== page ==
The creative process often involves taking chances. Sometimes after a period of success (or lack thereof), an artist will attempt to rekindle the creative flame by taking a risk and departing from the worn path of their creative comfort zone. A musician might try composing in a different key; an oil painter might try utilizing watercolor; a writer might explore new genres and/or new thematic concepts. Sometimes the departure proves successful and beneficial to his career, and sometimes it instigates its downward spiral. Sometimes the departure makes only a small splash, passing relatively unnoticed through time.
In mid-career, having experienced the whirlwind of fame as a result of the success of his critically acclaimed novel, The Caine Mutiny (1952), Herman Wouk wrote Youngblood Hawke. Coined as Wouk's "try out" novel, his "daring breakthrough," the novel was greatly anticipated by both critics and the reading public, and finally published in 1962. As Wouk biographer Arnold Beichman notes, Youngblood Hawke "represented a tremendous leap from relatively simpler and undemanding novel structures to a vastly more complicated and more ambitious development of plot and character" (Beichman 59). In many respects, Youngblood Hawke (also the name of the novel's main character) is the black sheep of Wouk's literary career. It is one of Wouk's longest novels, second only to his epic wartime novels Winds of War and War and Remembrance. It is Wouk's fifth novel and in many ways it symbolizes the great "risk" of his career.
Youngblood Hawke was a firecracker success that enjoyed bestseller status but little critical acclaim. It is a novel that neither elevated nor threatened his career as a writer, a splash that passed relatively unnoticed through time. But even without having made a big splash as a work of timeless literature, even without having attained a status in immortal literary canons, Youngblood Hawke is not without merit. It is a book that, above all else, presents a striking insight into the life of bestselling author (Mazzeno 67). Considering the novel's subject alone, Youngblood Hawke serves as an elaborate illustration of the processes surrounding the creation and marketing of bestselling novels. It follows the path of individuals who are intensely involved in the process of writing, editing, promoting, and marketing bestsellers. The novel also illustrates the nature of the interaction between writers and critics. As Hawke observes, "The literary life resembled politics? at bottom it was a contest of gifted men for popular favor and perhaps for a name in history; and? every bid for high place, such as he [Hawke] was making, had to call forth strong counterattacks" (Wouk 444). The novel intimates the great significance of critical reaction to the financial and artistic success of a book. It also details the complex path that a piece of fiction takes as it cascades through the commercial worlds of film and theater. Perhaps most significantly, it gives great attention to the significant role that financial concerns play in the life of a writer.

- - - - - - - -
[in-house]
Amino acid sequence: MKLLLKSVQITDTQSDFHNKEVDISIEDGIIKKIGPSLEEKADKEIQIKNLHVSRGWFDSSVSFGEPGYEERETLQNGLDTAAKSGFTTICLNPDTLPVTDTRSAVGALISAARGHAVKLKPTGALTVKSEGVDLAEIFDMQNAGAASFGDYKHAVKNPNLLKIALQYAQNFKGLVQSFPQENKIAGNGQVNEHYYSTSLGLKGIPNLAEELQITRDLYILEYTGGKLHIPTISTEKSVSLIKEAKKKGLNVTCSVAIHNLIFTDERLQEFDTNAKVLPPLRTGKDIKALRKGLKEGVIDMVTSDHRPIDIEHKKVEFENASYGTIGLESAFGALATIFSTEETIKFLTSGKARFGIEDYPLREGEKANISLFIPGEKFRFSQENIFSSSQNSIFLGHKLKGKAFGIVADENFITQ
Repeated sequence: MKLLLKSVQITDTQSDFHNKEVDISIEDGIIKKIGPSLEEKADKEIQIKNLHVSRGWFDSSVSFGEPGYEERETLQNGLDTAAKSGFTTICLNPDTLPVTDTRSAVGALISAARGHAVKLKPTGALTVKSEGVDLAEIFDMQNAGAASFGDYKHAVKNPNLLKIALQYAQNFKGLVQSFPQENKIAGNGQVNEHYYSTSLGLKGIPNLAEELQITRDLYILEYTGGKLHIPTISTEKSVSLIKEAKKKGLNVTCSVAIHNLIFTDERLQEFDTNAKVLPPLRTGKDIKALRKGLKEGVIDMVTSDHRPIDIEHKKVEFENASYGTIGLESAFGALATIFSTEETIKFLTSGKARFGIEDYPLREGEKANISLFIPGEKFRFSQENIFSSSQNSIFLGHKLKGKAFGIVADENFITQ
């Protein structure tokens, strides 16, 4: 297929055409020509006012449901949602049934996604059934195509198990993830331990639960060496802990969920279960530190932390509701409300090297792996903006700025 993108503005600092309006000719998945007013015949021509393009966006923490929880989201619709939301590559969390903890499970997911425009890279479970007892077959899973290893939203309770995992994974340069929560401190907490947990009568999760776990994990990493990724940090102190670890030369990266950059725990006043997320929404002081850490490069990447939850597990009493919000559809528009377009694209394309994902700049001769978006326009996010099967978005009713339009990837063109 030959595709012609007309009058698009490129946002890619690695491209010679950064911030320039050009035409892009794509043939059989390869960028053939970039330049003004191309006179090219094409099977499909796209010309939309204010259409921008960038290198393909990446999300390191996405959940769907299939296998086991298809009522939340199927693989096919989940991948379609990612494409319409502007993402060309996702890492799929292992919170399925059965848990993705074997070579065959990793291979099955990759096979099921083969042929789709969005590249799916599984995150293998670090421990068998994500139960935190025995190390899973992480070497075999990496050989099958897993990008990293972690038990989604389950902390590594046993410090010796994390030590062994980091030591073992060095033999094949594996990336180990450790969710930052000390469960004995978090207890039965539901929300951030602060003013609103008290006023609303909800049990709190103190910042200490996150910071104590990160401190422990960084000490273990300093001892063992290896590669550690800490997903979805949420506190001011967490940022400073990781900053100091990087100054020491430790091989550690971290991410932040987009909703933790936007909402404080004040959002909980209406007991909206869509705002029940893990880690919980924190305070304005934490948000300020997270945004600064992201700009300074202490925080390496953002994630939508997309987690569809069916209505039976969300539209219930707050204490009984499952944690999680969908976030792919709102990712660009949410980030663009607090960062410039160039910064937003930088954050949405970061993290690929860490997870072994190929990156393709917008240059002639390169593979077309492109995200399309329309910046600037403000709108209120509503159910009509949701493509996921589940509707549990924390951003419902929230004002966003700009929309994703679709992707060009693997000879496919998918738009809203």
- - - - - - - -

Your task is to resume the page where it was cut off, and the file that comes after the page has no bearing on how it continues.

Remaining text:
Youngblood Hawke could be described as a Kunstleroman with a tragic twist, a Portrait of the Artist that ends with the artist's untimely death (Mazzeno 68). Like Stephen Dedalus, Arthur "Youngblood" Hawke is introduced to the reader as an infant in the early stages of his artistic career. He is a bright-eyed twenty-seven year old writer from Hovey, Kentucky with promising writing skill but with measured naivete about the business of publishing. Hawke, like Wouk himself, is admired by both critics and his massive audience for his lengthy narratives and his attention to detail. Also like Wouk, Hawke is engaged in writing serious literature. In the novel, what distinguishes Hawke from his contemporaries is his ability to write serious literature with the mass appeal of bestselling fiction. The novel chronicles the entirety of Hawke's career: the promising critical reception of his first novel (entitled Alms for Oblivion), the whirlwind success of his second (Chain of Command), the mixed reviews of his subsequent works, and his many learning experiences in between as he attempts to build his life and reputation in the sometimes unforgiving literary world.